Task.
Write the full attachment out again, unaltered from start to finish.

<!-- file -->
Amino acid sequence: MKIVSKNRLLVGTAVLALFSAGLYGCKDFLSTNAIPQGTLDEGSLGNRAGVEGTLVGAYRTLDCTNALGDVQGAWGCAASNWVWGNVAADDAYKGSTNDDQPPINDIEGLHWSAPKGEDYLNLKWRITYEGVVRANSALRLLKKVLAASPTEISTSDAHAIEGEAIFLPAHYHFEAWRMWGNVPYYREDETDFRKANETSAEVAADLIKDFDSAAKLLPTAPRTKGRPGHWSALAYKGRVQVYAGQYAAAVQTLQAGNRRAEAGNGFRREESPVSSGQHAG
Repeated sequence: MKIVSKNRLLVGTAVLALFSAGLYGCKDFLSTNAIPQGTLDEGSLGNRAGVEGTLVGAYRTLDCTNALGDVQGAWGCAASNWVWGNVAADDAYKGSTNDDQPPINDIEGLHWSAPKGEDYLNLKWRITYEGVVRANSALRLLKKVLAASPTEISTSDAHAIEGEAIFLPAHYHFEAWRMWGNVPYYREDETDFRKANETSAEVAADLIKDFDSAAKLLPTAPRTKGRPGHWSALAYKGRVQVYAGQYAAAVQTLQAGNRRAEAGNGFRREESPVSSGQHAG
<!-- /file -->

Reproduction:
Amino acid sequence: MKIVSKNRLLVGTAVLALFSAGLYGCKDFLSTNAIPQGTLDEGSLGNRAGVEGTLVGAYRTLDCTNALGDVQGAWGCAASNWVWGNVAADDAYKGSTNDDQPPINDIEGLHWSAPKGEDYLNLKWRITYEGVVRANSALRLLKKVLAASPTEISTSDAHAIEGEAIFLPAHYHFEAWRMWGNVPYYREDETDFRKANETSAEVAADLIKDFDSAAKLLPTAPRTKGRPGHWSALAYKGRVQVYAGQYAAAVQTLQAGNRRAEAGNGFRREESPVSSGQHAG
Repeated sequence: MKIVSKNRLLVGTAVLALFSAGLYGCKDFLSTNAIPQGTLDEGSLGNRAGVEGTLVGAYRTLDCTNALGDVQGAWGCAASNWVWGNVAADDAYKGSTNDDQPPINDIEGLHWSAPKGEDYLNLKWRITYEGVVRANSALRLLKKVLAASPTEISTSDAHAIEGEAIFLPAHYHFEAWRMWGNVPYYREDETDFRKANETSAEVAADLIKDFDSAAKLLPTAPRTKGRPGHWSALAYKGRVQVYAGQYAAAVQTLQAGNRRAEAGNGFRREESPVSSGQHAG